PBS’s “Sacred Journeys,” a series of six one-hour documentaries hosted by Bruce Feiler. My wife and I watched last evening—our first side-by-side, beneath-one-blanket viewing experience since a recent “Breaking Bad” bingeathon.
As St. Ignatius might have, I discerned a different quality of experience. More consolatory on balance, I would say.
The series follows American pilgrims on six forms of pilgrimage observed by six religions: Christian, Buddhist, Jewish, Muslim, Hindu, and Yoruba (in order of the installments). Two installments are being shown on three consecutive Tuesday evenings: December 16, 23, and 30.
Wisely, the series begins in Lourdes and will take viewers to Jerusalem next Tuesday, during Christmas week.
Powerfully, the first segment follows a group of American war veterans to Lourdes. All bear wounds, physical, psychological, emotional. Only half are Catholic. Many are visibly changed by the experience.
A few notes:
• The wounded warriors arrive during the week of the annual Pilgrimage for Military Personnel hosted at Lourdes each May. This event brings together fighting men and women from every continent. The 57th international military pilgrimage will occur May 12–18, 2015. My daughter and I happened to arrive in Lourdes in May 2012 on the occasion of the 54th annual event. I was moved by the coincidence. The military pilgrimage is a striking demonstration of the power of Lourdes, in that it brings together soldiers who literally once fought against one another.
• Bruce Feiler does a great job sharing his enthusiasm while informing viewers about many aspects of the Lourdes experience. He lays out the story of St. Bernadette’s visions in 1858 and the Church’s eventual embrace of these visions. He addresses the question of miracles directly by interviewing the medical doctor charged with keeping the Lourdes archive, a faithful Catholic and a man of science who sees no contradiction between the two roles. But mostly Feiler tells the story of American soldiers—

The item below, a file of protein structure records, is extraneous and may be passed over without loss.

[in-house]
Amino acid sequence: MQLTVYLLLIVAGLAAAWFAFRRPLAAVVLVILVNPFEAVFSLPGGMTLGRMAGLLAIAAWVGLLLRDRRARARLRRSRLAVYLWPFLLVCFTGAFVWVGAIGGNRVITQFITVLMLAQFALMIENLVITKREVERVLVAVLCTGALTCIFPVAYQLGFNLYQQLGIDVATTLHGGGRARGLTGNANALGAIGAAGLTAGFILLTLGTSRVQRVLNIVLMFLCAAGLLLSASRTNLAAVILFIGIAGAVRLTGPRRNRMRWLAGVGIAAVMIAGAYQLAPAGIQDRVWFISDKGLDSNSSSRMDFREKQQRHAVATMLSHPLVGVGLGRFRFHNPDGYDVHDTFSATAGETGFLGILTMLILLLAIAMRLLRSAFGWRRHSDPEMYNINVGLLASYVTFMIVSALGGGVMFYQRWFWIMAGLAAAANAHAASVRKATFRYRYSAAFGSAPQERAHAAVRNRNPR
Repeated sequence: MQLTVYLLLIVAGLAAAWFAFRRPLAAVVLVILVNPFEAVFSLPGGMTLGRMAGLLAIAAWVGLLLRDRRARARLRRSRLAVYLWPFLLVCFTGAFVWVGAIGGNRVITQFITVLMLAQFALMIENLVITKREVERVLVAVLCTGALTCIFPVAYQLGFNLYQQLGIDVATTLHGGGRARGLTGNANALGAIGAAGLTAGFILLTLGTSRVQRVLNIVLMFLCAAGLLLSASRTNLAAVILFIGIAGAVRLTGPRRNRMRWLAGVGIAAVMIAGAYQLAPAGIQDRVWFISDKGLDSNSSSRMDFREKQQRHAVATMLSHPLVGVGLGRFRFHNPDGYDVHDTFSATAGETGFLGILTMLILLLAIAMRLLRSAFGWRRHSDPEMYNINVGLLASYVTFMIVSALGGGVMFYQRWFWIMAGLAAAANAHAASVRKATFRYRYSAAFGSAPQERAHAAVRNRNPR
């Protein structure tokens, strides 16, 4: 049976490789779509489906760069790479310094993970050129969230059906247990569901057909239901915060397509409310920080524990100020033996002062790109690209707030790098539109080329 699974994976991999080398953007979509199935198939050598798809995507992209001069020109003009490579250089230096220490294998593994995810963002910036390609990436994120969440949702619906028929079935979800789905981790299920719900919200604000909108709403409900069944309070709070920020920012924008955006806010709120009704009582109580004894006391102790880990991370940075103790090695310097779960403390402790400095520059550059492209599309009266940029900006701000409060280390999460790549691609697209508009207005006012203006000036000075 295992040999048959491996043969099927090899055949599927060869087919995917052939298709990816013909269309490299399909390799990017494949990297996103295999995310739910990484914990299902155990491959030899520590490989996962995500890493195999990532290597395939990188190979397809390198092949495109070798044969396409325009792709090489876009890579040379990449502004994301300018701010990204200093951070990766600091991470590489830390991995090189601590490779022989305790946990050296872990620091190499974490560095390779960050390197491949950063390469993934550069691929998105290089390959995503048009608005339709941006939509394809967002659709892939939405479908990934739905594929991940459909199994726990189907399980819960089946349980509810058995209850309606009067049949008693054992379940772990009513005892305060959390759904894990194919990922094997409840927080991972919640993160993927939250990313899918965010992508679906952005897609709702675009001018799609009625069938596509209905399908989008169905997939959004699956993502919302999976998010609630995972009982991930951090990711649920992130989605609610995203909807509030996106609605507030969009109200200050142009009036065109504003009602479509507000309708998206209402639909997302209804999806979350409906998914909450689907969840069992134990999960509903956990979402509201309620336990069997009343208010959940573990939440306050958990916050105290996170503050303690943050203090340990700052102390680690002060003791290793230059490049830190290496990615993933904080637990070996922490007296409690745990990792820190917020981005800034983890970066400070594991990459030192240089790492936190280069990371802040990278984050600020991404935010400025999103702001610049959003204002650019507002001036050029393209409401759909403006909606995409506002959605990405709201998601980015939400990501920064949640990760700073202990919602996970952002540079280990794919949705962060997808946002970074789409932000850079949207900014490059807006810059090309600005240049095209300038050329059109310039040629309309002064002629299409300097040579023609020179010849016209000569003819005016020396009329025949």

• Two of the soldiers made the most impact on me, one a married white Catholic accompanied by his wife, the other a single black non-believer traveling alone. The first was blinded by a shell in Iraq, the second disfigured in Afghanistan when a rifle round hit him in the mouth, going off, he says, “like a firecracker.” The blind man is on his third visit to Lourdes and has recovered from his initial disappointment at not being cured the first time he entered the pool in the grotto. The man with facial injuries begins skeptical and ends changed.
• There were some discordant notes, including repeated interviews with an Oxford Ph.D. in religion. Her discussion of Lourdes was respectful but seemed to suggest that the Catholic Church had embraced Bernadette’s visions as some sort mid-19th-century public relations strategy, to recover lost market share in the wake of the French revolution. I found that mildly offensive.
• The photography and music and overall production are, as you might expect from a big PBS series, spectacularly good.
I recommend “Sacred Journeys” and suspect you can find the powerful Lourdes episode on line or in repeat runs on your local PBS station this week. The second segment, on the Japanese pilgrimage of Shikoku, was less moving for me. But by then I was falling asleep under the blanket.